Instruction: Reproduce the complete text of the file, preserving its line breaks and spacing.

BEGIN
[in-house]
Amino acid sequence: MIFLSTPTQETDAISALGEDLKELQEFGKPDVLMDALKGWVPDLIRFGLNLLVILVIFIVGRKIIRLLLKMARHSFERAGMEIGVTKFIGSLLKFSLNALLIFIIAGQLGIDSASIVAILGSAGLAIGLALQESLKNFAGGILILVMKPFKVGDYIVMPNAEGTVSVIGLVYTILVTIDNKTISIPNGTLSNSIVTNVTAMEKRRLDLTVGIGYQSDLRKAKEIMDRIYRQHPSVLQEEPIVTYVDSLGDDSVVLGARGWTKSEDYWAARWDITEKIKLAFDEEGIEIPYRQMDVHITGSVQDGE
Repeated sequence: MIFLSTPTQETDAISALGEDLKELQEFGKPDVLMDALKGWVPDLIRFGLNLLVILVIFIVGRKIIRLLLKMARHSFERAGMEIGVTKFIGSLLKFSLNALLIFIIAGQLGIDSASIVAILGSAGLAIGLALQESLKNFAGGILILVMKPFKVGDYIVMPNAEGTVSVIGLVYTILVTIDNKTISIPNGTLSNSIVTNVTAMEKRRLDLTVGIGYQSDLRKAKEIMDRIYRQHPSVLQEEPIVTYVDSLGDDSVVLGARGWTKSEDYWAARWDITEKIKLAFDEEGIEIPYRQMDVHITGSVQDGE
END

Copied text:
[in-house]
Amino acid sequence: MIFLSTPTQETDAISALGEDLKELQEFGKPDVLMDALKGWVPDLIRFGLNLLVILVIFIVGRKIIRLLLKMARHSFERAGMEIGVTKFIGSLLKFSLNALLIFIIAGQLGIDSASIVAILGSAGLAIGLALQESLKNFAGGILILVMKPFKVGDYIVMPNAEGTVSVIGLVYTILVTIDNKTISIPNGTLSNSIVTNVTAMEKRRLDLTVGIGYQSDLRKAKEIMDRIYRQHPSVLQEEPIVTYVDSLGDDSVVLGARGWTKSEDYWAARWDITEKIKLAFDEEGIEIPYRQMDVHITGSVQDGE
Repeated sequence: MIFLSTPTQETDAISALGEDLKELQEFGKPDVLMDALKGWVPDLIRFGLNLLVILVIFIVGRKIIRLLLKMARHSFERAGMEIGVTKFIGSLLKFSLNALLIFIIAGQLGIDSASIVAILGSAGLAIGLALQESLKNFAGGILILVMKPFKVGDYIVMPNAEGTVSVIGLVYTILVTIDNKTISIPNGTLSNSIVTNVTAMEKRRLDLTVGIGYQSDLRKAKEIMDRIYRQHPSVLQEEPIVTYVDSLGDDSVVLGARGWTKSEDYWAARWDITEKIKLAFDEEGIEIPYRQMDVHITGSVQDGE